International genome project launched
Three-year study will capture variation in 1,000 people.
A much-anticipated international project to sequence the entire genomes of 1,000 people was launched on Tuesday, but some question whether the three-year project is ambitious enough in its scope.
The '1,000 Genomes Project' will create a highly detailed reference map of human genetic variation and is the largest such project announced to date. "This is a historic turning point in genomics," says Yang Huanming, director of the Beijing Genomics Institute, whose Shenzen branch is one of the three institutes launching the project. The other two are the Wellcome Trust Sanger Institute in Cambridge, UK; and the National Human Genome Research Institute in Bethesda, Maryland.
The project is expected to cost just US$30 million to $50 million — a fraction of what it would cost if they used the 'older' technologies used in the Human Genome Project. Instead, the initiative will use 'next-generation' sequencing technologies, although these are still being tested. "Projects such as this drive technology development," says David Altshuler, a geneticist at Massachusetts General Hospital in Boston. The project leaders have not yet decided what the depth of coverage of the genome will be — that is, how many repeats they will carry out for each chromosome.
All the participants in the first phase of the project will be drawn from the International HapMap Project, a large study on genetic diversity, although more people may be recruited later. HapMap has guided scientists to hundreds of 'single nucleotide polymorphisms', or SNPs — places where people's genetic codes differ by a single DNA base — in genetic regions associated with disease. But these associations explain only a small part of an individual's risk for any particular disease. And scientists must undertake large, expensive follow-up studies to hunt down the specific causes of disease risk lurking in these genetic regions.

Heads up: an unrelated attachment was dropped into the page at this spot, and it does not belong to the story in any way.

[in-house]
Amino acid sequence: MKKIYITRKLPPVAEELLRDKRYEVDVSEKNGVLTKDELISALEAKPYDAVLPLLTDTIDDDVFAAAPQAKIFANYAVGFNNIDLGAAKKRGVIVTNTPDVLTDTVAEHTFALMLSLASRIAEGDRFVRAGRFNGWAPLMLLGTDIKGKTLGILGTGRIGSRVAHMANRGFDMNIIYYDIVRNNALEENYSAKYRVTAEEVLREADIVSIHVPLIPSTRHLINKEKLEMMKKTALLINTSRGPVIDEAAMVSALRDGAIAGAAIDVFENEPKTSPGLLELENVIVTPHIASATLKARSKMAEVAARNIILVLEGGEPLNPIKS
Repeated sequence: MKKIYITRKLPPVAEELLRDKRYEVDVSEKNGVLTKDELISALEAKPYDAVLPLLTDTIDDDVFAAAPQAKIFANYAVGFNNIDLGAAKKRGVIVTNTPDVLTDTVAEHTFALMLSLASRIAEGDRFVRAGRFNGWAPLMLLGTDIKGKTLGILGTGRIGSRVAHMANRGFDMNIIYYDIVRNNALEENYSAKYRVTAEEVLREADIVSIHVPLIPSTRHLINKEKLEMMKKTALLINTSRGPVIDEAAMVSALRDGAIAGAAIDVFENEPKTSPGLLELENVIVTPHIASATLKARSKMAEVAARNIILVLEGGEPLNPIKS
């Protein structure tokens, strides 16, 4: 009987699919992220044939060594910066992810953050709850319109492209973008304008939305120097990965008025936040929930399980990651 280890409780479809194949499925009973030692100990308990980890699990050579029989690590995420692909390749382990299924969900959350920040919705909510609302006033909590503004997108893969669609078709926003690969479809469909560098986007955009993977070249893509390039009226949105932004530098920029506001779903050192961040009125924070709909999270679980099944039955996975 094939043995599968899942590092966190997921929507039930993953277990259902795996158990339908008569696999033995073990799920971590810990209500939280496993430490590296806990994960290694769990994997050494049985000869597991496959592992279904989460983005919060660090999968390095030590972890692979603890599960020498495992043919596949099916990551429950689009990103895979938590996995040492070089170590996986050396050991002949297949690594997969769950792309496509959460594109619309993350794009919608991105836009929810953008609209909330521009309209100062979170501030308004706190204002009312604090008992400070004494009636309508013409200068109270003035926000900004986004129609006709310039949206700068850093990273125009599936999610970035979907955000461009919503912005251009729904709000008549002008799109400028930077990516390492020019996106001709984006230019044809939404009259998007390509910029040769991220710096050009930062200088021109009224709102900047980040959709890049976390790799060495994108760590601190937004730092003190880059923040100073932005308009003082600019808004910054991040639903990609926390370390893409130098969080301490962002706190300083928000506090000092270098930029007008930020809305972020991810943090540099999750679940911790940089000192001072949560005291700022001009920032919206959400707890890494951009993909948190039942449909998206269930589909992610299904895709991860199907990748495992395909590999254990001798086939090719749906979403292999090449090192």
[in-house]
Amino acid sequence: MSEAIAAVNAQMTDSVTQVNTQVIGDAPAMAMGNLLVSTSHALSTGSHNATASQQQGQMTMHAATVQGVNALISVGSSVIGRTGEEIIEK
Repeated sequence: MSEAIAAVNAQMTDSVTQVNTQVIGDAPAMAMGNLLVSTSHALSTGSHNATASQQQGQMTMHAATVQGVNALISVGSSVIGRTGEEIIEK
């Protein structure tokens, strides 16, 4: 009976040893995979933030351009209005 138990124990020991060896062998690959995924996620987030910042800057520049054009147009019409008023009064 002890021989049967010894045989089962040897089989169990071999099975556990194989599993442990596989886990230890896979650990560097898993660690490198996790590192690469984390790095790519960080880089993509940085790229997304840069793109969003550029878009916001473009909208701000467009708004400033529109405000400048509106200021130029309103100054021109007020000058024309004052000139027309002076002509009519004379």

The new project aims both to guide scientists towards more disease-associated regions, and to hasten much of the costly follow-up research. Sequencing 1,000 individuals will allow scientists to look at more types of variation — most notably, structural variation, in which large stretches of DNA are duplicated, deleted or rearranged in different individuals. And it will capture more rare variants than the HapMap, which aimed to catalogue SNPs present in 10% of the human population.
"This will give us a much more complete catalogue of genetic variation, and that is going to have a profound impact on our ability to understand the risk factors underlying disease," says Francis Collins, director of the National Human Genome Research Institute.
Yet some scientists question how accurate the finished genomes will be, given the project's short timeline and low budget. Others say that the project should have included some phenotypic information about the participants — such as medical records or basic data such as height and weight. "It's curious that the disease-association studies don't exploit much sequencing — and the sequencing studies don't use the disease data. It would be helpful to hear a clear explanation of why, after 17 years and billions of dollars, these studies still aren't coordinated," says George Church, who is leading a venture called the Personal Genome Project out of his lab at Harvard University in Cambridge, Massachusetts. Church's project is collecting and releasing genetic and phenotypic data on ten individuals, including himself.
But leaders of the 1,000 Genomes Project say that their venture isn't large enough to give definitive answers about the genetic roots of traits. They also say that collecting phenotypic information might bias their study and raise difficult issues, such as how to protect participants' identities while still releasing all the relevant data. The project will not collect or release any information about its participants, beyond their ethnicity and genome sequence.
"No single study with 1,000 people is going to contain enough individuals with any condition to give you any power at all to say whether genotypes or phenotypes are correlated," Collins says. Such work is best left to follow-up studies, he says.